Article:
A review into who can call themselves a surgeon has been launched by state and federal governments.
Victorian Health Minister Martin Foley on Monday announced public consultation on the use of the titles “cosmetic surgeon” and “surgeon” will begin later this month.
It comes after a joint investigation by Four Corners, the Sydney Morning Herald and The Age uncovered disturbing practices at a network of clinics run by celebrity cosmetic surgeon Daniel Lanzer.
Dr Lanzer trained as a specialist dermatologist.
He has surrendered his registration and retired, while an investigation by the Australian Health Practitioner Agency is underway.
Currently, medical practitioners in Australia can use the title “surgeon” in their practice regardless of whether they have obtained entry-level surgical training or advanced accredited surgical qualifications.
This is because the law regulating the use of professional titles does not protect the title “surgeon”‘ as a stand-alone title.
Public consultation on the issue will run from mid-December until April 2022.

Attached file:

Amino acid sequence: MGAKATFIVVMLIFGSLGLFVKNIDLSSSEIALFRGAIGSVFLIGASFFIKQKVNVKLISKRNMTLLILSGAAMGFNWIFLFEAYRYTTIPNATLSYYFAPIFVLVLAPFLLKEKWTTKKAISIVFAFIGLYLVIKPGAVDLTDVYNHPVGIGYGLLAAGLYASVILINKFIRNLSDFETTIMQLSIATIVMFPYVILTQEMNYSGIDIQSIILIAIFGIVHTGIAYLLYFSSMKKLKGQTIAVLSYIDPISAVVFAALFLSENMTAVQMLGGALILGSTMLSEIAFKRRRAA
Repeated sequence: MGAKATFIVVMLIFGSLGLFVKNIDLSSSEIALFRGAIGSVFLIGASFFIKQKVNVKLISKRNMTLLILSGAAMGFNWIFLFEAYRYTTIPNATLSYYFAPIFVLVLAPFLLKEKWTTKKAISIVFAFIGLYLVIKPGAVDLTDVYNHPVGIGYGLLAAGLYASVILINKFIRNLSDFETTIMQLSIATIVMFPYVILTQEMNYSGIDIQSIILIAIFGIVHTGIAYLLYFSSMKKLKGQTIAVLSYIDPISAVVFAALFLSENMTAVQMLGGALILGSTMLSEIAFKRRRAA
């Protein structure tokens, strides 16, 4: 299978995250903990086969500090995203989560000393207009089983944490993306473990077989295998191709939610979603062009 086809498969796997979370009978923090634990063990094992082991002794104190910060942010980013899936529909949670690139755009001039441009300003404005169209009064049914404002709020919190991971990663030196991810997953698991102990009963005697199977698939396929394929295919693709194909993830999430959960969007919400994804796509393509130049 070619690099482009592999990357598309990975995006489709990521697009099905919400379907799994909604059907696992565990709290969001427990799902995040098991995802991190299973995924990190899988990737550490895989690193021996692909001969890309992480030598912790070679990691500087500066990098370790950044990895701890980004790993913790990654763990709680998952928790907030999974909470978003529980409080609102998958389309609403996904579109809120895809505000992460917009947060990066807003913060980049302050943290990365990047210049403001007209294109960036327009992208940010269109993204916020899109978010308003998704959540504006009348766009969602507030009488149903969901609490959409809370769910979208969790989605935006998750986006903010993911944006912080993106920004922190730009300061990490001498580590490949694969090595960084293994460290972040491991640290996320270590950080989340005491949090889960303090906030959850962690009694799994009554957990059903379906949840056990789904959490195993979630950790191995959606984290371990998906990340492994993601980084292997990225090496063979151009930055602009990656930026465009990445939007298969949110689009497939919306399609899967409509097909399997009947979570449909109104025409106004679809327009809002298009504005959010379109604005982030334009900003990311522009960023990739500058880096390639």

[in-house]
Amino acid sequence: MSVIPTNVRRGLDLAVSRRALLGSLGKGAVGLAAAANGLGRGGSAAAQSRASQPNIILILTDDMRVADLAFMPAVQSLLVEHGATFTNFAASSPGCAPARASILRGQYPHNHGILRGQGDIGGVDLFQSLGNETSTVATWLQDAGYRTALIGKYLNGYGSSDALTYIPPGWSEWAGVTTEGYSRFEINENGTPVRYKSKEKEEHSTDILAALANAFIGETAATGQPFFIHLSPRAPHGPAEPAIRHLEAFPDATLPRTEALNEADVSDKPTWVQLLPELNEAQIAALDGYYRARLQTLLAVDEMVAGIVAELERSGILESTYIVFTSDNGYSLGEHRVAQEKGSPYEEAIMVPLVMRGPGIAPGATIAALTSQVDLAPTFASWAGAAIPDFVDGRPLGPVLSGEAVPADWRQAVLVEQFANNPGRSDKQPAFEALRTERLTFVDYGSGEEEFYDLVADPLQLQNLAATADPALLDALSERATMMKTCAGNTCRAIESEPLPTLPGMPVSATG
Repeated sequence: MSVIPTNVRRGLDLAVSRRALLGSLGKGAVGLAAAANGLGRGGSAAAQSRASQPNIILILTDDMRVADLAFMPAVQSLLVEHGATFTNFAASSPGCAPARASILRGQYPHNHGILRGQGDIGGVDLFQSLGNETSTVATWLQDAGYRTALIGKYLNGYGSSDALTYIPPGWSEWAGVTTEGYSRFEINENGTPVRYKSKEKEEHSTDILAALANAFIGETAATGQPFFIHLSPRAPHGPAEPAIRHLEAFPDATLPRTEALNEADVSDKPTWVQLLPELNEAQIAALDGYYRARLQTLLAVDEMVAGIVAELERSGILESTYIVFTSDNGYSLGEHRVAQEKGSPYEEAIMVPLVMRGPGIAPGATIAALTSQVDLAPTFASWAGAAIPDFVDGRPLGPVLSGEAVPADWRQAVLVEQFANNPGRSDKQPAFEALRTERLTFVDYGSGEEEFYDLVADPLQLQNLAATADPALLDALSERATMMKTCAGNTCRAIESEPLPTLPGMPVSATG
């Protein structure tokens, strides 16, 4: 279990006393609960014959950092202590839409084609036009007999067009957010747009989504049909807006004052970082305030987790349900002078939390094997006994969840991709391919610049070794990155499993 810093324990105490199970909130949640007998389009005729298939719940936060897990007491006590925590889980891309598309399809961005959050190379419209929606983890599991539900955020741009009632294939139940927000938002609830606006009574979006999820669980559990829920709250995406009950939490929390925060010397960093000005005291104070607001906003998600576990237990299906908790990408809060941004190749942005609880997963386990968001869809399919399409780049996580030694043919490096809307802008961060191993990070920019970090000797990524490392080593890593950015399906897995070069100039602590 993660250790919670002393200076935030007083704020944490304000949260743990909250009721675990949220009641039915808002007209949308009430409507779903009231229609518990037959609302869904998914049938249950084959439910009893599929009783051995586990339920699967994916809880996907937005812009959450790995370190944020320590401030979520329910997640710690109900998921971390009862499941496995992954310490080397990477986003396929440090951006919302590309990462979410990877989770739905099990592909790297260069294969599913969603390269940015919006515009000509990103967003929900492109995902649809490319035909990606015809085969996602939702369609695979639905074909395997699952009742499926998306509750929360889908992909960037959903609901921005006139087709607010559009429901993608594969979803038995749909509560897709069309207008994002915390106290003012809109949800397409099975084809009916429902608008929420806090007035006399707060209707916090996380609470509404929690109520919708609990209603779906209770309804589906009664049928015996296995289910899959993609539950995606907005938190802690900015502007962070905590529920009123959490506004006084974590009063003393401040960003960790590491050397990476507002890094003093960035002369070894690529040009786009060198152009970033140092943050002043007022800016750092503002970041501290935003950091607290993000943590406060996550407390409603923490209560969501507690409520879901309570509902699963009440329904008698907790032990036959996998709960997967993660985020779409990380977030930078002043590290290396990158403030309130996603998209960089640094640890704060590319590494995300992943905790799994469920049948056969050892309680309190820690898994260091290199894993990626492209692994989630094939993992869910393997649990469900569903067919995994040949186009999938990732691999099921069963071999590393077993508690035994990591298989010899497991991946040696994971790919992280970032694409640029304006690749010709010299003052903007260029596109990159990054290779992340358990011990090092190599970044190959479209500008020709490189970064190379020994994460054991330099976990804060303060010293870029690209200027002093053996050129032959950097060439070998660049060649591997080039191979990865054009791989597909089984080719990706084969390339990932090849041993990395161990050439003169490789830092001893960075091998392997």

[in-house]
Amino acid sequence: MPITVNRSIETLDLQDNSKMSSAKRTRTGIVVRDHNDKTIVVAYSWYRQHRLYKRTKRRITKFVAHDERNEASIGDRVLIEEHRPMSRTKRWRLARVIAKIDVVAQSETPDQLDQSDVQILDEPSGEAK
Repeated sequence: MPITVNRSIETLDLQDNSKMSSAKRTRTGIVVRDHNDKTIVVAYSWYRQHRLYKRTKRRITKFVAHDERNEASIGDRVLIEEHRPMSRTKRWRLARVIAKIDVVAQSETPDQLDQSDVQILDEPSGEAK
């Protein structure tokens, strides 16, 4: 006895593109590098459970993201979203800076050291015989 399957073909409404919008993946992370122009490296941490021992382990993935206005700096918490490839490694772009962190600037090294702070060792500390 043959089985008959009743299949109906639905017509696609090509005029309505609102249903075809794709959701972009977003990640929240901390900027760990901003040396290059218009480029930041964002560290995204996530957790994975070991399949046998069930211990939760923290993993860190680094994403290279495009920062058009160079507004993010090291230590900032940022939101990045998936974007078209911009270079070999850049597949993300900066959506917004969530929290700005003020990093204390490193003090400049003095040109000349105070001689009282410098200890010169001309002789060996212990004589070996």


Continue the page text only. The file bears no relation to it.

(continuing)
Mr Foley, with the support of federal and state health ministers, is proposing four reform options: restricting the title “surgeon” under National Law, strengthening the existing framework, undertaking major public information campaigns or maintaining the status quo.
All members of the public are invited to anonymously provide feedback about their experiences and submissions can be made directly to the Department of Health by professional organisations and individual practitioners.
Several information sessions for professional organisations will also be held.
“The serious harm that has been exposed recently in the cosmetic surgery industry is unacceptable and we want to work with other jurisdictions to make sure it cannot continue to occur,” Mr Foley said in a statement.
“We need as many people as possible to provide feedback, so that all Australians can have confidence that when they visit a surgeon, they’ll get the best possible results.”